In the context of almost total national isolation after 1804, the Haitian peasantry has had to call on its own resources for the development of folk institutions and theories to handle the gamut of problems that confront all human societies.' The economic and social isolation which has characterized, and to a degree still characterizes, Haiti as a national unit has meant, among other things, that the rural populace has remained outside of the currents of modern medicine.
THE GERALD MURRAY ARCHIVE
THE GERALD MURRAY ARCHIVE
Long considered as a reference in regards to anthropological research in Haiti, Gerald Murray’s work, particularly in regards to Agrarian, Ritual and Healing systems of rural Haiti, as well as agroforestry systems and ultimately the relation between people and trees are of utmost importance to anyone wishing to understand the country and its people.
EKO HAITI is thrilled to be able to provide open access to the works, published and unpublished, of American Anthropologist Gerald Murray. The work presented here focuses primarily on agrarian communities, their land tenure, land use, market systems and agroforestry but also deals heavily with the local Afro-Caribbean religious system (“Voodoo” or “Vodou”) and with the evolution of the folk-healing system so closely linked to the ritual system.
We have devised the following descriptive definition: a rural Third World survey is the careful collection, tabulation, and analysis of wild guesses, half-truths, and outright lies meticulously recorded by gullible outsiders during interviews with suspicious, intimidated, but outwardly compliant villagers. The definition is meant to be a caricature not of the villager, but of the researcher; not of all village surveys, but certainly of many.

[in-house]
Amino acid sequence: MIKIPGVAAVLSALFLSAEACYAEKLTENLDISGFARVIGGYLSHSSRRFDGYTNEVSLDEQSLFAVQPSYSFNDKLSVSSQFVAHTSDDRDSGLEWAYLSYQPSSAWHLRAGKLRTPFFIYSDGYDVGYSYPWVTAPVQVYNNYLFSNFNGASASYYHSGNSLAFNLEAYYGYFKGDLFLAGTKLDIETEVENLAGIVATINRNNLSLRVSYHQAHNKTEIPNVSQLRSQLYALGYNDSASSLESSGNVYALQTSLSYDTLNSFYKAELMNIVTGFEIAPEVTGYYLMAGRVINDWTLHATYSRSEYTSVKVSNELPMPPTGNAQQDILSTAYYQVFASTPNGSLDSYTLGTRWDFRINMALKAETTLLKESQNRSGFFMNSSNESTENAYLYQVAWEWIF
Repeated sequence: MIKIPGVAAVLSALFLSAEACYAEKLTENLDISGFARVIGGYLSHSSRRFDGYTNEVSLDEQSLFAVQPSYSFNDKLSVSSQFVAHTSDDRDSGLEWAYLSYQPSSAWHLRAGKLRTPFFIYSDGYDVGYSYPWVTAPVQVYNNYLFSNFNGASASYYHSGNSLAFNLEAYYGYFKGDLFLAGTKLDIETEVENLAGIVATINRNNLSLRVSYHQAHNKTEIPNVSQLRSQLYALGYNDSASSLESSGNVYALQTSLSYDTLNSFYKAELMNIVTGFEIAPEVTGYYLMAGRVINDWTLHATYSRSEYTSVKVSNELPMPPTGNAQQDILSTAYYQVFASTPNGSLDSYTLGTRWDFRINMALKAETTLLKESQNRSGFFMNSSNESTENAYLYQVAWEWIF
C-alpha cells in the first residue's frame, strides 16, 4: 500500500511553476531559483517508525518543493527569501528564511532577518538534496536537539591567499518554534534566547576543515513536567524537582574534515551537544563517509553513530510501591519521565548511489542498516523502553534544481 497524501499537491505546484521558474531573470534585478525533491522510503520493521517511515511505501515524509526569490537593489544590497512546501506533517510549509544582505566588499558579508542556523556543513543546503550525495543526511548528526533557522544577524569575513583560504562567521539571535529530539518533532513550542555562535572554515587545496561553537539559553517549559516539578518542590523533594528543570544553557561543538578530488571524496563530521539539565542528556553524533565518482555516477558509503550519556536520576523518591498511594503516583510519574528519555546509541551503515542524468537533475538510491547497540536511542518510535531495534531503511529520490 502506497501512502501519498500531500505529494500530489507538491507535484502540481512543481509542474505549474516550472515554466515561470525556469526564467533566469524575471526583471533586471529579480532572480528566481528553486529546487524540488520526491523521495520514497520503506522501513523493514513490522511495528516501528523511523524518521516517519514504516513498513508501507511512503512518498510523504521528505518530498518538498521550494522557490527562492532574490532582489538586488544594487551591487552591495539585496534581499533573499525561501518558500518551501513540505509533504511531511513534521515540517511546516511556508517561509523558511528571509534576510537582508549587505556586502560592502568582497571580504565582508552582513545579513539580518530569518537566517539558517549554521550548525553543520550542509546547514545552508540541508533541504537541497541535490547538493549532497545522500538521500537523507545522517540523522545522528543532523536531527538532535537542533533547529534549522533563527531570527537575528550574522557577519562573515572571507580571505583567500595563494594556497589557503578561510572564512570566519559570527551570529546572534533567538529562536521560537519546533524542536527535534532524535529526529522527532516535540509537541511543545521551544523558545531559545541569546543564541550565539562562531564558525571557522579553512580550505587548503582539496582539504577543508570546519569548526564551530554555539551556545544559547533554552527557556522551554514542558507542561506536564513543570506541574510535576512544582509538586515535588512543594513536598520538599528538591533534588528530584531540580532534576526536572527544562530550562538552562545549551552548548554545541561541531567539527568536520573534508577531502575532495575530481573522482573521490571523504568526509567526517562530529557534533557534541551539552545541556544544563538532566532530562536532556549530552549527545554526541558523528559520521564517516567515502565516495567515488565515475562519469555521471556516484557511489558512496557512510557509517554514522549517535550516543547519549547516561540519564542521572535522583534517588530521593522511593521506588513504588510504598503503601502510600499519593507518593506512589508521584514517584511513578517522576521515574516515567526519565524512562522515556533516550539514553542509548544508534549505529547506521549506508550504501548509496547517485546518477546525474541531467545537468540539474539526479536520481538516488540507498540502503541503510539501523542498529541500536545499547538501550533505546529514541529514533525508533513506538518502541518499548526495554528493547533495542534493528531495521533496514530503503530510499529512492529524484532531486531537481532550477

For several decades anthropologists working in the Caribbean have been explicitly aware of the need to look beyond the confines of the communities which they study, to take into consideration major national and supranational forces which have shaped and influenced local life (e.g. Smith 1956: chap. 8; Steward 1956:6-7; Padilla 1960:22; Manners 1960:80-82). But at first glance, the situation of the people of rural Haiti appears to be somewhat exceptional in this regard.
The following pages will briefly sum up and analyze the information relevant to family planning gleaned in several months of fieldwork in a Haitian hamlet. This period of exploratory research has been a useful preliminary not only for settling in learning the language and becoming acquainted with and acceptable to the members of the research community but also for isolating and clarifying the genuine issues around which the success of a program of voluntary fertility control will ultimately hinge. These issues, which should be the object of more exact study, are by no means self-evident.